I also wanted to respond to what the doctor said to you about how he doesn't prescribe percocet for what you have. That prescribing practice is his own personal opinion and doesn't reflect the opinions of other doctors so don't let that get you down. As I wrote, my spine orthepedic specialist said I was on as much medication to be a cancer patient and proceeded to try to coach me into weaning off of all my meds as over the long term as I was destined to become stupid and in pain due to my tolerance. All of which isn't true as most opioids have no ceiling and none of the opioids out there cause brain deterioration. While some doctors won't prescribe above a certain amount, most Pain Management physicians will. I did ask would he be able to fix my pain such that weaning would be appropriate and he said NO. His comments upsetted me but I have come across that so many times before and I knew it was simply his opinion. So keep your head up. If the percocet helps with your pain that is all that matters. Everyone is different and different meds work for different people and this is a fact not a opinion. I also ran into a doctor that said she didn't prescribe valium to patients under 30 years of age. Doctors tend to be able to make their own rules when it comes to medications and prescribing, which is mostly based on their own personal opinion. So you just have to find a doctor that shares the same views as you.
I think my bf told my doctor I do not need pain medicines. The doctor has prescribed a lotion and Ibeprophin which neither has helped at all. I dunno what else to do. I cannot take this pain anymore! (For reference: I have a non union fracture in my ankle, split tendons in the same ankle, messed up ligaments and the cartilige is completely gone.) So I have pain from morning to night every day of the week with zero relief ever.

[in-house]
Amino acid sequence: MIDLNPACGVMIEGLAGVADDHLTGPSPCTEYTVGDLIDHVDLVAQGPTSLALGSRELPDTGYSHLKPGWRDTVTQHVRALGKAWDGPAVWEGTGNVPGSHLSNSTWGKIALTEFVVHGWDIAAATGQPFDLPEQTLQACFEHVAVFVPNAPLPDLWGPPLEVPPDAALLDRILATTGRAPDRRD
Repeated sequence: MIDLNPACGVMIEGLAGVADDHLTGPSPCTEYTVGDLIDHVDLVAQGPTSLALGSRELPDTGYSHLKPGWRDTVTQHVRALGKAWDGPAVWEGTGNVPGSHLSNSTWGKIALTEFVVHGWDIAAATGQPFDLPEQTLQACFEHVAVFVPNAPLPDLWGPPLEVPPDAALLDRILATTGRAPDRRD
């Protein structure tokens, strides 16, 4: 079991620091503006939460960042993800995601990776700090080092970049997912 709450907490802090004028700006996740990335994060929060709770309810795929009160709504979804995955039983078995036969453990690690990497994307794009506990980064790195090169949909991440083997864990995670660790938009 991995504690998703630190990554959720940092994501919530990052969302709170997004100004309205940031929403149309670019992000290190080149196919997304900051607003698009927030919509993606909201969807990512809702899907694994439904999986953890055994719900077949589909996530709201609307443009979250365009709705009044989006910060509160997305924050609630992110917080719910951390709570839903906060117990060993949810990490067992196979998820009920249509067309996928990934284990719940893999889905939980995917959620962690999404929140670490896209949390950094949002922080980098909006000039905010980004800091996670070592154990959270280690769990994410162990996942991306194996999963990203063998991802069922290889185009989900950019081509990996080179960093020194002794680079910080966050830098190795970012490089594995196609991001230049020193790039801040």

You wrote your story with incredible detail. I felt like I was right there with you! You mentioned that the ER recommended you see an Osteopath, which you did. My question is this: Do you have a primary care physician? If you do then I'm sure he/she will help you with a referral to someone who may be able to diagnose your exact problem, a physiatrist perhaps. I think most physiatrists will treat pain while they are in the process of trying to find out whats going on with you. the nice thing about them is the fact that they treat the "whole' person, greatly improving one's quality of life in the process. They go to medical school for an extra year just to learn the Musculoskeletal system a lot more extensively than a regular MD ever would. I wish you luck, and feel bad about what happened with that doctor, and his practice. I personally think vicoden and percocet are pretty close when it comes to pain relief., but percocet may be a little stronger. Even if you did get your point across that your allergic to vicodin, they probably had you "pegged" as a drug seeker, like someone else suggested. It's a shame that when someone (the patient) is somewhat knowledgeable about their health, and medications, etc. As soon as you say "I need percocet", or "I need oxycodone", your automatically a drug seeker in their eyes. the addicts, dealers, diverters, pill mills, etc., have really made it hard for true chronic pain patients that's for sure. Good luck with your sciatica. I had it really bad a few years ago, and a 2 level fusion helped tremendously. I still have low back/leg pain, but the sciatica type pain went from a 9 to a 5 overnight. I was lucky that surgery worked out for me. I have had 9 lower back surgeries in total! Again, Good luck,